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Showing papers in "Hau: The Journal of Ethnographic Theory in 2014"


Journal ArticleDOI
TL;DR: The authors argue that to attribute "ethnographicness" to encounters with those among whom we carry on our research, or more generally to fieldwork, is to undermine both the ontological commitment and the educational purpose of anthropology as a discipline, and of its principal way of working.
Abstract: Ethnography has become a term so overused, both in anthropology and in contingent disciplines, that it has lost much of its meaning. I argue that to attribute “ethnographicness” to encounters with those among whom we carry on our research, or more generally to fieldwork, is to undermine both the ontological commitment and the educational purpose of anthropology as a discipline, and of its principal way of working—namely participant observation. It is also to reproduce a pernicious distinction between those with whom we study and learn, respectively within and beyond the academy. Anthropology’s obsession with ethnography, more than anything else, is curtailing its public voice. The way to regain it is through reasserting the value of anthropology as a forward-moving discipline dedicated to healing the rupture between imagination and real life.

393 citations


Journal ArticleDOI
TL;DR: The authors argue that Latour's semiotics are functionalist in a way that mimics industrial logic, discounting both the production of hierarchical differentiation within a given system, and the system's externalizations.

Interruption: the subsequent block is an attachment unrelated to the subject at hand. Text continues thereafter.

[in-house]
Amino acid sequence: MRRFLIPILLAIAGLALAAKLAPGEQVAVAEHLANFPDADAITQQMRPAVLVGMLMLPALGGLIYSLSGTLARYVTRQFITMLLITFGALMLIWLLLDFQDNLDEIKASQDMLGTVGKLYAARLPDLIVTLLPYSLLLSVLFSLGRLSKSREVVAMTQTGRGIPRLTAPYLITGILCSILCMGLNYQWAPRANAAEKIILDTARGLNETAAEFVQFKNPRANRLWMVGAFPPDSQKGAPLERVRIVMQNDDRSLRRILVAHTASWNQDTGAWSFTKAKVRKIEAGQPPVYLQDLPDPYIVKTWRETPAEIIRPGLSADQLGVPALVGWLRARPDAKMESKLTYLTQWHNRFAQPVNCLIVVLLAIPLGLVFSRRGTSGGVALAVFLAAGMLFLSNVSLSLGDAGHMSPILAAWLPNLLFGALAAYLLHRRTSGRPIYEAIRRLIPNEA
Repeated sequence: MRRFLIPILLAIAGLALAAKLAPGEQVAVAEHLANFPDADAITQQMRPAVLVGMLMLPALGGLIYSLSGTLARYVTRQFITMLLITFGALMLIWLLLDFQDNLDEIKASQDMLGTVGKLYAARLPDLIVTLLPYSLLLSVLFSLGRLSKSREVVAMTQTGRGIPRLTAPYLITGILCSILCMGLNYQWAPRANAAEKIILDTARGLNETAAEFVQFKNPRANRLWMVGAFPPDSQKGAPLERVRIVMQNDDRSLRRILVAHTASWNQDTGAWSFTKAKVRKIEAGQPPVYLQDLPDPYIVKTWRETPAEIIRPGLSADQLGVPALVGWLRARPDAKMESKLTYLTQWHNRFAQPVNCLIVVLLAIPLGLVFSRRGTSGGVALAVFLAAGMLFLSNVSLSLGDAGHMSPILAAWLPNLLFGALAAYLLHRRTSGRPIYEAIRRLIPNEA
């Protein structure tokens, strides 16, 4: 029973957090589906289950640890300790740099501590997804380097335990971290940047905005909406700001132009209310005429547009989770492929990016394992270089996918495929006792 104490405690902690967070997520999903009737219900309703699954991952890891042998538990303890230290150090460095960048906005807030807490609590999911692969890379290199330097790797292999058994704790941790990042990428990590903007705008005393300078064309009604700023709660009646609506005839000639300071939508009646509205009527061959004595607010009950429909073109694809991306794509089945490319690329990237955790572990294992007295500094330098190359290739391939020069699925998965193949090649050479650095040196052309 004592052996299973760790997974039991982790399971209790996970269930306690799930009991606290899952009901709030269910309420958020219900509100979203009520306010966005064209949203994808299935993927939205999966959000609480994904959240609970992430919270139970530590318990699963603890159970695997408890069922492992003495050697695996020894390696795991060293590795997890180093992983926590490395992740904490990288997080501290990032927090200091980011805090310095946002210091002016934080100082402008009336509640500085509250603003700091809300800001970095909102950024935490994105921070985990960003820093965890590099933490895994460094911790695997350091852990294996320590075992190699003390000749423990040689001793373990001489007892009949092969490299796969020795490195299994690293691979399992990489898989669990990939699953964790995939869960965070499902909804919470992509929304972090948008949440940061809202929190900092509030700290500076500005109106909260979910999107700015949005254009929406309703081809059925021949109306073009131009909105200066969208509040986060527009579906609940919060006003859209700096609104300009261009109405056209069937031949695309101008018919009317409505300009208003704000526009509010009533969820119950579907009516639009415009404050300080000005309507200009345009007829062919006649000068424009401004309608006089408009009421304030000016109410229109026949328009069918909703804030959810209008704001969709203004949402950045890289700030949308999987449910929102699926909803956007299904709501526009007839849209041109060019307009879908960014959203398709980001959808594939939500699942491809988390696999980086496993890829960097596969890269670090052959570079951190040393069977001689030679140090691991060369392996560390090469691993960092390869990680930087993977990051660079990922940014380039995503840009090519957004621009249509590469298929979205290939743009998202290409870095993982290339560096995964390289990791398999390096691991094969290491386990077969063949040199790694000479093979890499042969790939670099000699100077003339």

Abstract: I situate Latour’s latest project—An Inquiry into Modes of Existence (AIME)—in the context of late industrialism and query both its conceptual underpinnings and the design of its digital platform. I argue that Latour’s semiotics (and associated conceptions of both networks and ontologies) are functionalist in a way that mimics industrial logic, discounting both the production of hierarchical differentiation within a given system, and the system’s externalizations. The approach thus underestimates the toxicity of its vitalism.

106 citations


Journal ArticleDOI
TL;DR: In this paper, the ontology is taken as designating a more elementary analytical level to study worlding than the one anthropology usually calls for, where basic inferences are made about the kinds of beings that exist and how they relate to each other, that can best fulfill its mission to account for how worlds are composed.
Abstract: Notions like “nature” or “culture” do not denote a universal reality but a particular way, devised by the Moderns, of carving ontological domains in the texture of things. Other civilizations have devised different ways of detecting qualities among existents, resulting in other forms of organizing continuity and discontinuity between humans and nonhumans, of aggregating beings in collectives, of defining who or what is capable of agency and knowledge. The paper emphasizes that these processes of ontological predication are not “worldviews” but, properly speaking, styles of worlding. Ontology is taken here as designating a more elementary analytical level to study worlding than the one anthropology usually calls for. It is at this level, where basic inferences are made about the kinds of beings that exist and how they relate to each other, that anthropology can best fulfill its mission to account for how worlds are composed.

95 citations


Journal ArticleDOI
TL;DR: A series of exchanges and entanglements, convergences, and collisions involving ancestral Maori, Western, and modernist onto-logics in relation to fresh water in New Zealand Maori (and by implication, non-Maori) rights to freshwater have been a topic of passionate, often confrontational debate, instigated by the privatization of local power companies as mentioned in this paper.